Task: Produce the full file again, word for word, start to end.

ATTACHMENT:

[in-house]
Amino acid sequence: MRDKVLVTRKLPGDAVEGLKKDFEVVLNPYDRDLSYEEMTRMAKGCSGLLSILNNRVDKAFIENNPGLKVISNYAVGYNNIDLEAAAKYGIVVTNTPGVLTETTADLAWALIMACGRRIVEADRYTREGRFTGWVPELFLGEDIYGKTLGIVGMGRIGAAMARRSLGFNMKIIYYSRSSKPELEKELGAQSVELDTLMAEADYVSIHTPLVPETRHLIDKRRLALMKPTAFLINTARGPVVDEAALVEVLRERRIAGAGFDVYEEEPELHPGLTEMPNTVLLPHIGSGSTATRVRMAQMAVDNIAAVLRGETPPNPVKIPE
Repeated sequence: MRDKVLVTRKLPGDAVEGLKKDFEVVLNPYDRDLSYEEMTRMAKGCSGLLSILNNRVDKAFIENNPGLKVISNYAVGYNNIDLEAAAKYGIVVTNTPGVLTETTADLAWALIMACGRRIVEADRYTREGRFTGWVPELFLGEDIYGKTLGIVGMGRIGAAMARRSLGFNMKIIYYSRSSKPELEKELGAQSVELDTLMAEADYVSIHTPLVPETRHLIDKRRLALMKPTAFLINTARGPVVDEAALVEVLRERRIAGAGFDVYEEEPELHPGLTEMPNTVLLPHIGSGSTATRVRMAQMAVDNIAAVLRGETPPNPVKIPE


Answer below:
[in-house]
Amino acid sequence: MRDKVLVTRKLPGDAVEGLKKDFEVVLNPYDRDLSYEEMTRMAKGCSGLLSILNNRVDKAFIENNPGLKVISNYAVGYNNIDLEAAAKYGIVVTNTPGVLTETTADLAWALIMACGRRIVEADRYTREGRFTGWVPELFLGEDIYGKTLGIVGMGRIGAAMARRSLGFNMKIIYYSRSSKPELEKELGAQSVELDTLMAEADYVSIHTPLVPETRHLIDKRRLALMKPTAFLINTARGPVVDEAALVEVLRERRIAGAGFDVYEEEPELHPGLTEMPNTVLLPHIGSGSTATRVRMAQMAVDNIAAVLRGETPPNPVKIPE
Repeated sequence: MRDKVLVTRKLPGDAVEGLKKDFEVVLNPYDRDLSYEEMTRMAKGCSGLLSILNNRVDKAFIENNPGLKVISNYAVGYNNIDLEAAAKYGIVVTNTPGVLTETTADLAWALIMACGRRIVEADRYTREGRFTGWVPELFLGEDIYGKTLGIVGMGRIGAAMARRSLGFNMKIIYYSRSSKPELEKELGAQSVELDTLMAEADYVSIHTPLVPETRHLIDKRRLALMKPTAFLINTARGPVVDEAALVEVLRERRIAGAGFDVYEEEPELHPGLTEMPNTVLLPHIGSGSTATRVRMAQMAVDNIAAVLRGETPPNPVKIPE